prison to have pellagra.

And it was very common for a

quarter of them to die from it.

So this is no joke.

It was a serious business.

He didn't have an institutional

committee to satisfy,

and he therefore did experiments

of the sort you couldn't do now.

But he got the results that made

the whole thing seem now,

in retrospect, to have

been worthwhile.

He went to these prisons, first

of all, took careful notes about

what the people there were being

fed, and it was soon apparent

that the prisons and orphanages

in the south at this time had a

diet that was very rich

in corn and very poor

in protein-rich things,

like beans, peas, meat,

liver and so on.

That was the sort of universal

finding in all these places.

He also found that the staff,

in these orphanages and prisons, never got sick.

And, of course,

it's because

they ate their lunch

someplace else.

They weren't being fed corn

every day, every hour.

So, he did the

logical experiment.

I think there were something

like a hundred children

in each of two orphanages.

He provided them with

really good meals.

That is breakfast with eggs and

milk, meat for several of the

meals in the week, and very

quickly found that the kids that

were sick immediately responded.

The rash that's so

characteristic disappeared.

If those people had reached

the stage of a dementia,

even the dementia

was reversible.

So this is really a

pretty dramatic result.

At the time, there

was a powerful lobby

that wanted the other answer.

It wanted to believe that this

was an infectious disease.

And as far as I can figure from

reading the history of this

period and the stuff

about Goldberger,

the problem was that

the wealthy people

in the south, Mississippi

and Alabama particularly,

valued their reputation for

being visitor heavens.

And they didn't want the word to

get out that poverty was causing

illness in their population.

So they actually grubstaked

another committee to go out and

investigate the same question,

and that committee came to the

other answer, namely that this

was an infectious disease,

which forced Goldberger

to try even harder.

And he eventually got the

governor of Mississippi to let

him work with 11 prisoners in a

long-term prison setting with

the deal being if they would eat

everything that Goldberger gave

them for a year, they'd go free.

A nice trade-off.

And they all managed to do it.

Although, when I read the

composition of the diet,

I don't know how they did it.

But in any case, the diet had

things that were good for them.

He had another group to

whom were not showing signs

of pellagra, and he fed

them an inadequate diet

and they developed

signs of pellagra.

So it certainly looks as though

he's the one who's got the data.

But to be on the safe side

and to show how seriously he

believed his own results,

he held what the television

calls the filth party.

And this involved a small group

of people, his coworkers in the

Public Health Service, his wife,

himself, ingesting in various

ways, swallowing or being

injected with, the scabs from

pellagrans, the blood from

pellagrans, the feces.

And I don't know how they got

around the problem of blood

types, but they actually

injected five mills

of blood from somebody with

pellagra into themselves,

including Goldberger

and his wife.

That's serious support

at home, I'd say.

[laughter]

And none of them,

none of them developed pellagra.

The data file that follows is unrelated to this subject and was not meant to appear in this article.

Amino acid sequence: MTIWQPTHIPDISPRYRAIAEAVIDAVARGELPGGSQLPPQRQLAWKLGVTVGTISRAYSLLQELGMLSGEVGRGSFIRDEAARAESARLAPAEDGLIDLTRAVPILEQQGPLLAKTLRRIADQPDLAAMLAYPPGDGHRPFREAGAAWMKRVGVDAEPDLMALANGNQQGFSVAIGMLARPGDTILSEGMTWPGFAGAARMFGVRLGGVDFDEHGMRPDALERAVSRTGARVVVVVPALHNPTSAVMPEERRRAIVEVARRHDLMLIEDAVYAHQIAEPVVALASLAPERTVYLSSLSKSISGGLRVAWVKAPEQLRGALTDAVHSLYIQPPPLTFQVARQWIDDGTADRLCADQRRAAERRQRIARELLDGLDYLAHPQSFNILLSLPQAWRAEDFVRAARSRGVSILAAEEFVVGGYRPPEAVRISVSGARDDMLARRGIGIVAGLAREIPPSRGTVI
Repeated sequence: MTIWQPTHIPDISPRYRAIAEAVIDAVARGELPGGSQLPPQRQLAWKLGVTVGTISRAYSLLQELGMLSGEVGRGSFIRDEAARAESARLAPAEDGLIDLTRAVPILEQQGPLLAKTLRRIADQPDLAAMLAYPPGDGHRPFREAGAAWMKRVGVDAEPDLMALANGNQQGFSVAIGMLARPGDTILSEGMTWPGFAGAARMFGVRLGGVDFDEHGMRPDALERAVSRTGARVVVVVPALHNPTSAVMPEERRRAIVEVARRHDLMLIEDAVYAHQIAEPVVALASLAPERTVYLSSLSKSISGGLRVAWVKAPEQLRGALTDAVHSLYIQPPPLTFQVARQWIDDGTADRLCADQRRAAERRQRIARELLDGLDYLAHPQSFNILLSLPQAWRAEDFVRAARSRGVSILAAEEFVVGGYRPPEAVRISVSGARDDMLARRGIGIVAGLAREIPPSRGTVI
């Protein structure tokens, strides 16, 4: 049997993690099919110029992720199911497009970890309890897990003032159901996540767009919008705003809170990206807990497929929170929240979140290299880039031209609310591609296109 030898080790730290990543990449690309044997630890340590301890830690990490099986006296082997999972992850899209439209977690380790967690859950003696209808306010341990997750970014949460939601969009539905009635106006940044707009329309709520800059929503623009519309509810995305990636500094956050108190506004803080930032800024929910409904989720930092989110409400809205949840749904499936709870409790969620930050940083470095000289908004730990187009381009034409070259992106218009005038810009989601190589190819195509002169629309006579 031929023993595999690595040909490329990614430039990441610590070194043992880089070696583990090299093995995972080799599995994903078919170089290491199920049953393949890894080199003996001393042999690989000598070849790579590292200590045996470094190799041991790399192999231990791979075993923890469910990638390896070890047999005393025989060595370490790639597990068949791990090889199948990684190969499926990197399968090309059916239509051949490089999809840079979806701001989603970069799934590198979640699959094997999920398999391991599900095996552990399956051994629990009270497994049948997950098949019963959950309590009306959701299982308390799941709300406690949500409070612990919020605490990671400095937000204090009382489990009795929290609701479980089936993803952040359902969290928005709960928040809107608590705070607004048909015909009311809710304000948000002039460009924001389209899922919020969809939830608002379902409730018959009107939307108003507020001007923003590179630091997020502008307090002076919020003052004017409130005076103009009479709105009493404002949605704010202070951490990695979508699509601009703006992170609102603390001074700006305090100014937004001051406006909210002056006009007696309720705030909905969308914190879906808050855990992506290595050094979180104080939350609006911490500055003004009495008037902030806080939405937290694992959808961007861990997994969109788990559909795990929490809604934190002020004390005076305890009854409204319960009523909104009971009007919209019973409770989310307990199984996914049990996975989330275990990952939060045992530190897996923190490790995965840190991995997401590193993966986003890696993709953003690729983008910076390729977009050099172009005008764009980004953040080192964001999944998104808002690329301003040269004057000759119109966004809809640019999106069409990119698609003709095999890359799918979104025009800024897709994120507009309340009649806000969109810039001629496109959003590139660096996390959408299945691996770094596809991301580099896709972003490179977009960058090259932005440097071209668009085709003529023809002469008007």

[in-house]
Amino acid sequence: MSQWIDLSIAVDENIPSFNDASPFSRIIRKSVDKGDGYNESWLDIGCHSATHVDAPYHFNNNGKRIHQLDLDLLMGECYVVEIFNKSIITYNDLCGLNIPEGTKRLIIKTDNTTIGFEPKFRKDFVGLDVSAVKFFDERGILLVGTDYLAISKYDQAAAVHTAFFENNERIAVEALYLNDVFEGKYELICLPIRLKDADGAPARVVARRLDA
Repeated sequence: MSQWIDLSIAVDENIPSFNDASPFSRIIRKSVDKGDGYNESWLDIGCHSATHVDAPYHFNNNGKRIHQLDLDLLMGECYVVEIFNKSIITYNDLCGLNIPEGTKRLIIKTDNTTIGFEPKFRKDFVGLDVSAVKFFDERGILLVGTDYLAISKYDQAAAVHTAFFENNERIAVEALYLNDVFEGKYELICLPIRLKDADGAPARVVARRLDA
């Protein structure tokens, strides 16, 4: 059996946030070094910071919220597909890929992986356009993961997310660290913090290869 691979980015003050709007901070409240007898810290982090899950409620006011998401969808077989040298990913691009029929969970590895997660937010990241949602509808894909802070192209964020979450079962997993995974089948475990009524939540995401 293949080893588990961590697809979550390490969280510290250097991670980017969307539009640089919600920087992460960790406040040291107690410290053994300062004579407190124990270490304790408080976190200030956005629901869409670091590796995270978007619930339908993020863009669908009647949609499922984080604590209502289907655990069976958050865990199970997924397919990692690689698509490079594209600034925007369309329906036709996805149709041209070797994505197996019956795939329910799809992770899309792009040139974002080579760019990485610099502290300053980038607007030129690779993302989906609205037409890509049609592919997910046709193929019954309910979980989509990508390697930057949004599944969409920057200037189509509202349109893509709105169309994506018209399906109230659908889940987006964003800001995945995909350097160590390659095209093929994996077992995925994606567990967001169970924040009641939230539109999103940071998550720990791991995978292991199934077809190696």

The other committee that I was

talking about, by the way,

is the McFadden-Thompson

Committee, and they eventually

faded after he came through

with the hard data.

Now, at Madison there was a

group of four who took up the

problem of the water soluble

vitamins that had been

discovered in the early 1900s.

And these two led the group

that discovered niacin,

the vitamin that cures pellagra.

Conrad Elvehjem

eventually became chairman

of the department,

dean of the graduate school,

president of the university,

and died young.

Actually, he died

literally in office.

Frank Strong was a younger man

who was with Conrad Elvehjem

in these studies.

Elvehjem was a nutritionist,

Strong was an organic chemist,

and the two of them got

together to do what they could

to purify the

anti-pellagra factor.

They published this discovery in

1937, and I have actually got on

the screen here

the entire paper.

The one-page paper that put this

bombshell on the world lines.

There are two things

in it that I think are

really very striking.

A single dose of 30 milligrams

of nicotinic acid,

that's niacin, gave a

phenomenal response

in a dog suffering

from black tongue.

These dogs were on the point

of death and they immediately

started to be better and

came back completely.

30 milligrams, if you have a

piece of, if you have an

aspirin tablet in your hand,

that's 350 milligrams.

Imagine cutting it into 10

pieces, taking one of those

little pieces and

giving it to a dog

and seeing a dramatic change.

These things are potent,

and I'll come back to the

explanation for why

they are so potent.

The other thing that's

interesting here is their

statement: "The observation that

a deficiency of this material

"may be the cause

of black tongue."

I'm sorry I didn't, I left

something out here.

A veterinarian who treated lots

of dogs had discovered years

before this that there

was a disease in dogs

that mimicked pellagra in

humans called black tongue.

It affected all the things

that are affected in humans.

The mouth, of the dog

particularly, developed sores.

And it turned out that a dog

with black tongue was the

experimental animal that

Strong and Elvehjem used.

They had the dogs in the

attic of the building

right across the street.

They gave them a diet

that was inadequate.

The dogs developed this disease,

and then they added niacin back

and cured it just like that.

So, the observation that a

deficiency of this material

may be the cause of black